I collect spices the way other women collect shoes. Our kitchen has pretty much been re-ordered around the spice cupboard. This is not to suggest that the cupboard itself is orderly; there are scores of zip-top bags and bottles, tiny tins and packets. No matter how I periodically sort and position them on the shelves, they are an unruly crowd. I do not need any more double-decker carousels; I need a Ferris wheel. This, of course, is all my doing, but I will not hang my head in shame, but poke my nose into Penzeys catalogue searching for the fragrant grind that got away.
I have always had a weakness for Eastern aromatics, cultivated by my early child introduction to lebkucken, the hard, chewy German cookie of ginger, clove and cinnamon highlighted for the Christmas season. Over time my tastes expanded into uncharted territory; there was paprika, then turmeric and mustard, the “gateway” powders. By this time, I had found my dealer in the historic splendor of Grand Central Station, the jewel in the otherwise dismal grid of midtown Manhattan. I could be found there on any given lunchtime in the food market, at the spice merchant, Adriana’s Caravan (now Penzeys), squinting my way through hundreds of temptations. I’d spent so much frozen time behind the dried capsicum column that the proprietress thought I was shoplifting. I wasn’t. I was contemplating Scoville Units. She made a particularly good sale that day.
It was Scoville Units that lead me to Africa, all over Africa. From my stovetop I’ve been to Tunisia, Morocco, and I just got back from Ethiopia, where I made doro wat and injera, the unique, sour pancake used as the chief table utensil. It wasn’t my first journey there, and it won’t be my last. I still have a lot of territory to cover.
Doro Wat – Adapted from Dinner Co-op
(This recipe, with the addition of peanut butter, is different, and in my opinion, better than one I’d used a while back. The peanut butter creamed and sweetened the sauce just enough to take the edge off the punishing heat, and lent even greater complexity to flavors that were already on the top of my hit parade.)
3 pounds boneless, skinless chicken pieces (thighs work best)
1/3 cup butter or Niter Kibbeh*
1 large clove garlic, minced
2 large onions, chopped
3 ounces tomato paste
1 tablespoon berbere seasoning**
½ teaspoon black pepper
1/3 cup peanut butter
½ cup chicken stock
In a large skillet, cook onions in butter over low heat until soft and translucent. Add the berbere, black pepper and tomato paste, stirring well after each addition. Cook for 10 minutes over VERY low heat to avoid scorching the paste. Add chicken pieces, turning to well coat each side. Pour in chicken stock. Cover skillet and simmer over medium heat for 20 minutes. Remove 1 cup of liquid from skillet, stir all the peanut better into the liquid and pour mixture over the chicken. Re-cover skillet and cook at least another 20 minutes until chicken is thoroughly cooked. If using chicken with bones, you will have to allow even more cooking time.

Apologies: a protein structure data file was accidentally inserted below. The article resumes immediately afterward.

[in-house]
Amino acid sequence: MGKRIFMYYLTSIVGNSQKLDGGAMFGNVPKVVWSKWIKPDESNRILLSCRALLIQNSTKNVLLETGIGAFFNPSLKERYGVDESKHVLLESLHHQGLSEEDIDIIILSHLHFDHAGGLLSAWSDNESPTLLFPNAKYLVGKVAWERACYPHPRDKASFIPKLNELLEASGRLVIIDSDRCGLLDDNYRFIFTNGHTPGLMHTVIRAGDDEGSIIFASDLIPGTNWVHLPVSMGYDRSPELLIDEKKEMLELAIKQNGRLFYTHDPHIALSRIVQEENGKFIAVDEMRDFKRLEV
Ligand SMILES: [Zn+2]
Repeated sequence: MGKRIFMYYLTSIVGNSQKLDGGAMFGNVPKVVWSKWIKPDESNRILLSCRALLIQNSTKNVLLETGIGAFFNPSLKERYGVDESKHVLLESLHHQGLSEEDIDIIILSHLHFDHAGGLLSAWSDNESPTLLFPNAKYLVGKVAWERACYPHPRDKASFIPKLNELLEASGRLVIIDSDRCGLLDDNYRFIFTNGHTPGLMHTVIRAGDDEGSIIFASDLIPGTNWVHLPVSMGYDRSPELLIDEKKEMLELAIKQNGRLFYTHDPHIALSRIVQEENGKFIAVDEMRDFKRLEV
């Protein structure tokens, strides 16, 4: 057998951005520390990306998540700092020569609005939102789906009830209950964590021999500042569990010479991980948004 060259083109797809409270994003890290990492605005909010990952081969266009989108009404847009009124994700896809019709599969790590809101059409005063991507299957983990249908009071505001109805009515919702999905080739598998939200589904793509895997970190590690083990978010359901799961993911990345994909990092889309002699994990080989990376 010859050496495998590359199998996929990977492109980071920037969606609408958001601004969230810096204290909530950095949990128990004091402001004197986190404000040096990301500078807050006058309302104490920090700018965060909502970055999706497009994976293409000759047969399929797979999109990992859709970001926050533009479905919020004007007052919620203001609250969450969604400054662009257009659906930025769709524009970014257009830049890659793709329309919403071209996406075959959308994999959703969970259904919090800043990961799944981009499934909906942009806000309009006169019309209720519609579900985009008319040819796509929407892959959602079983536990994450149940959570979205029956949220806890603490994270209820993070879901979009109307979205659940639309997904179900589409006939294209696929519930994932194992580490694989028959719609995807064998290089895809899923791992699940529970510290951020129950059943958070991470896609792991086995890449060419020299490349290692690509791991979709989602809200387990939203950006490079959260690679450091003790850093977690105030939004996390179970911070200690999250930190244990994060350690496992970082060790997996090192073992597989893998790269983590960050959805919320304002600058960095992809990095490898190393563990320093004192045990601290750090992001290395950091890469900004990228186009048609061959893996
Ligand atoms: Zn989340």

Injera (1 recipe of batter prepared 24 hours in advance)
While the chicken is stewing, oil the largest skillet or griddle that you own and turn heat to medium. The batter, after growing and fermenting for 24 hours, will be thick with a mind of its own; this certainly supports my theory that living yeast is indeed a free and rebellious thinker. Add one ½ cup batter to hot griddle, spreading it out as large as you can. Do not turn the injera, but allow it to cook and steam through the raw top batter. I was tempted to speed things along by flipping it over, but I feared I would loose the characteristic spongy texture. Instead, I briefly covered the skillet to confine the steam, then removed the pancake to a warm oven to grill the others. The authenticity of my method can be challenged, but it’s the best I could manage first time out. Besides, I was getting hungry.
As often the case with the first pancake, the coordinates of batter and temperature often turn out less than desirable though quite edible results. My injera did not look anything in color or texture like the photos of experienced native cooks. The consistency should be thinner than a traditional pancake, but thicker than a crepe. The batter behaved very badly no matter how much additional water I added to thin it out. My attempts to spread it to the maximum proportion resulted in a Pollock painting. I attribute this to my inaugural use of teff. Practice will make perfect, but probably not for your first attempt, either. Do not let this discourage you, for great rewards are to come.
Assembly and Dining
Place an injera on a plate, top with the wat and serve. Injera and accompanying dishes are traditionally eaten out of hand as you tear, roll and scoop your meal up with the pancake. I've read that injera is sometimes used as a tablecloth with various wats placed on the giant surface. I don't know if this is fact or hyperbole, but another dictate to mind your Western manners and not put your elbows on the table unless your hostess tells you otherwise.
* Niter Kibbeh – Adapted from whats4eats.com
4 ounces unsalted butter (1 stick)
1 1-inch piece fresh gingerroot, peeled
2 cardamom pods
2 whole cloves
¼ teaspoon turmeric
½ teaspoon fenugreek seed
1 small cinnamon stick
½ onion, chopped
1 clove garlic, minced
Melt butter with all ingredients in small saucepan over the lowest heat. Let simmer for at least ½ hour, stirring occasionally. Strain solids from butter before use.
** Berbere seasoning can be freshly made by following the recipe included in the Dinner Co-op link. In the interest of time, and since my countertops were fast filling up with a clutter of bowls, utensils and compost scraps, I opted for a commercial blend with good results. --